On the other hand, was associated with an increase of 30% to 50% in menstrual blood loss and about 10% to 20% in users requesting withdrawal by first year ending of use [3]. While some studies have indicated that the LNG‐IUS raises the Doppler UA index three months after use due to an increased blood flow impedance in the uterine arteries, [4-5] Others found no changes in the Pulsatility Index (PI) or Resistance Index (RI) of the uterine artery between LNG‐IUS users three months after insertion [6-7]. Similarly, studies of the indices of uterine artery Doppler reported contradictory results to identify the association between use of Cu‐IUD and heavy menstrual bleeding [8-9].
Knowing changes in the uterine vasculature among IUD users is important both in terms of physiological and pathophysiological changes to help inform women about their contraceptive choices [5]. The purpose of this study was to assess the impact of LNG‐IUS versus Cu‐IUD on menstrual changes and Doppler uterine artery indices 3 and 6 months after use.

Materials and Methods

The latest randomized clinical trial among new users of IUD was performed between January 2017 to August 2019 at the Obstetrics and Gynecology department, Tanta University hospitals. The study procedure had been accepted by the ethical review committee of the Faculty of Medicine, Tanta University.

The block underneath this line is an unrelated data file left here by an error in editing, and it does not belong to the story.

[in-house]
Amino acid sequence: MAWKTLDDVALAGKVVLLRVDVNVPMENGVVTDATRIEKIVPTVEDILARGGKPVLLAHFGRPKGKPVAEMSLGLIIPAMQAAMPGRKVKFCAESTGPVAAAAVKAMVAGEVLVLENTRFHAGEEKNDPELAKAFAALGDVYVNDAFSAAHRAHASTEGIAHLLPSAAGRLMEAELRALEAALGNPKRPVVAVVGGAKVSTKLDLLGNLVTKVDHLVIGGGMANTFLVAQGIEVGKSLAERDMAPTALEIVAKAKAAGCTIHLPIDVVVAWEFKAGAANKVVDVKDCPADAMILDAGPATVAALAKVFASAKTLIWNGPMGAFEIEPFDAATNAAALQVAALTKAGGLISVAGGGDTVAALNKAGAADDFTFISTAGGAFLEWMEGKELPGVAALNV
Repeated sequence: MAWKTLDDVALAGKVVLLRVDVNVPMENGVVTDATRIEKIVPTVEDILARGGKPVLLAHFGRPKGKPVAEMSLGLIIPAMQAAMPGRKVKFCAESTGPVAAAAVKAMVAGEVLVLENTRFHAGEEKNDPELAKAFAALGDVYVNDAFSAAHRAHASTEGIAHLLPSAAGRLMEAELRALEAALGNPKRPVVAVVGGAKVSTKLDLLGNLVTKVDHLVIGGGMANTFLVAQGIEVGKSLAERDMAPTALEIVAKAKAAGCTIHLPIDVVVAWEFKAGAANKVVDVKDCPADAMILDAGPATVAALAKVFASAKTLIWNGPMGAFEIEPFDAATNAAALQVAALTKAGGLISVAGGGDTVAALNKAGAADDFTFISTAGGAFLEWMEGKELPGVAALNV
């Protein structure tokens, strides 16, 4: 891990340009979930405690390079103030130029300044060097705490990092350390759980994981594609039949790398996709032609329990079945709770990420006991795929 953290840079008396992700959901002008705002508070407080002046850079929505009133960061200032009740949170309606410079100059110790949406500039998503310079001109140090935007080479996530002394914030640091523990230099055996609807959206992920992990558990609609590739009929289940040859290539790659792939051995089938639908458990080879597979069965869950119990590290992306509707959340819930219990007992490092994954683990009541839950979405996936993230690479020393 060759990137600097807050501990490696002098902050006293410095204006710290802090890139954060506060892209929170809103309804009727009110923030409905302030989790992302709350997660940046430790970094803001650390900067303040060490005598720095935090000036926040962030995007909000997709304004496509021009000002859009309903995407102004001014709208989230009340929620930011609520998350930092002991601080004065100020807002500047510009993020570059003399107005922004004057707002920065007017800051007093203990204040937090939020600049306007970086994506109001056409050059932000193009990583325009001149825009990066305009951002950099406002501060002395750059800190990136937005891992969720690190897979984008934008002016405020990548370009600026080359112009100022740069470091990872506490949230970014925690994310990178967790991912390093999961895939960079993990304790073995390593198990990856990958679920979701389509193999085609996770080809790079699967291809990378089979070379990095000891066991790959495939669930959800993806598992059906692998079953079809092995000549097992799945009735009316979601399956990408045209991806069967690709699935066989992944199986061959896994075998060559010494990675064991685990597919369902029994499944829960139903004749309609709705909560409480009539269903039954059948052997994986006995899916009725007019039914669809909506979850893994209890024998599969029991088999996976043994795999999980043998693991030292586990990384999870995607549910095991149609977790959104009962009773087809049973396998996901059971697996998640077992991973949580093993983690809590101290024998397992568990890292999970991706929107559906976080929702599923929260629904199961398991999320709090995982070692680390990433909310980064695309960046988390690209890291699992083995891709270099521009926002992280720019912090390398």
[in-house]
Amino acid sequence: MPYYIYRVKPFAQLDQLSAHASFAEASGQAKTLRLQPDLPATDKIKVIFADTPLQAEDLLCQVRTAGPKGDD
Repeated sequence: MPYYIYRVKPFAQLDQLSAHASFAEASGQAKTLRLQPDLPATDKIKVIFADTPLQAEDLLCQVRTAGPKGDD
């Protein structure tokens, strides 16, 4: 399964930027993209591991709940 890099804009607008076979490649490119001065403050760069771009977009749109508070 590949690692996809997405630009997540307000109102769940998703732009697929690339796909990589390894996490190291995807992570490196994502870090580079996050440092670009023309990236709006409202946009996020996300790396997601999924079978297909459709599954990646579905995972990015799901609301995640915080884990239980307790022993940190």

The study included multiparous women attending a normal menstrual cycle at the family planning clinic who requested long acting reversible contraception and met the intrauterine contraception criteria after providing a complete history and undergoing clinical examination and transvaginal ultrasonography. Criteria is omitted: Nulliparity, pregnancy, previous month’s genital infection, undiagnosed uterine bleeding, medical conditions and any contraindications to progestin administration or IUD insertion. Participants were assigned to one of two classes by using computergenerated simple random tables. Women received group 1 LNG‐IUS (Mirena, Bayer HealthCare, Berlin, Germany); women received group 2 copper T‐380 IUD (Copper IUD, DPK, Egypt). Blinding was not done due to the clear distinction between the two forms of IUDs. Uterine artery Doppler was conducted in the Department of Radiology with a 7-MHz transvaginal probe and an EUB‐7000 ultrasound instrument (Hitachi, Tokyo, Japan) prior to insertion of the contraceptive tool, and three and six months after insertion. For avoiding interobserver volatility.
The primary outcome measures were menstrual changes and improvements in the three- and six-months following application of uterine artery Doppler indices. In order to evaluate the correlation between uterine artery Doppler indices and subsequent regular or serious menstrual bleeding, a regression analysis included all women affected by an excessive bleeding at the three-and sixmonths follow-up. The secondary results were side effects, and female satisfactoriness.
Women were given calendars of menstruation to chart the days they suffered bleeding the WHO suggested. The menstrual segment included both a bleeding episode, and a bleeding-free cycle. Vaginal spotting was defined as very slight bleeding which did not require sanitary protection, while heavy bleeding was defined as hemorrhage which required sanitation. Analysis on side effects was done with appropriate managing of stated symptoms at each scheduled visit.

Statistical analysis